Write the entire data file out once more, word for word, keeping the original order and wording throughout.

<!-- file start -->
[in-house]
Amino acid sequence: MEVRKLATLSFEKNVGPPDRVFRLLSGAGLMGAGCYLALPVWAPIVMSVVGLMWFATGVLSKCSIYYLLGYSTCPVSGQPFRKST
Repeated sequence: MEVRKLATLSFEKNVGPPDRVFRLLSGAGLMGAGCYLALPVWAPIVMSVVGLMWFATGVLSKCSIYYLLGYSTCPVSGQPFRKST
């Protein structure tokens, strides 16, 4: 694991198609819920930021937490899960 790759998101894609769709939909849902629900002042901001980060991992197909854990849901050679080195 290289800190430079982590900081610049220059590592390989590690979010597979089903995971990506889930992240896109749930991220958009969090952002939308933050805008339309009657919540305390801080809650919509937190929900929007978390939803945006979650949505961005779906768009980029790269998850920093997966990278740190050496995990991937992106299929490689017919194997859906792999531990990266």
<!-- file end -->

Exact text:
[in-house]
Amino acid sequence: MEVRKLATLSFEKNVGPPDRVFRLLSGAGLMGAGCYLALPVWAPIVMSVVGLMWFATGVLSKCSIYYLLGYSTCPVSGQPFRKST
Repeated sequence: MEVRKLATLSFEKNVGPPDRVFRLLSGAGLMGAGCYLALPVWAPIVMSVVGLMWFATGVLSKCSIYYLLGYSTCPVSGQPFRKST
């Protein structure tokens, strides 16, 4: 694991198609819920930021937490899960 790759998101894609769709939909849902629900002042901001980060991992197909854990849901050679080195 290289800190430079982590900081610049220059590592390989590690979010597979089903995971990506889930992240896109749930991220958009969090952002939308933050805008339309009657919540305390801080809650919509937190929900929007978390939803945006979650949505961005779906768009980029790269998850920093997966990278740190050496995990991937992106299929490689017919194997859906792999531990990266």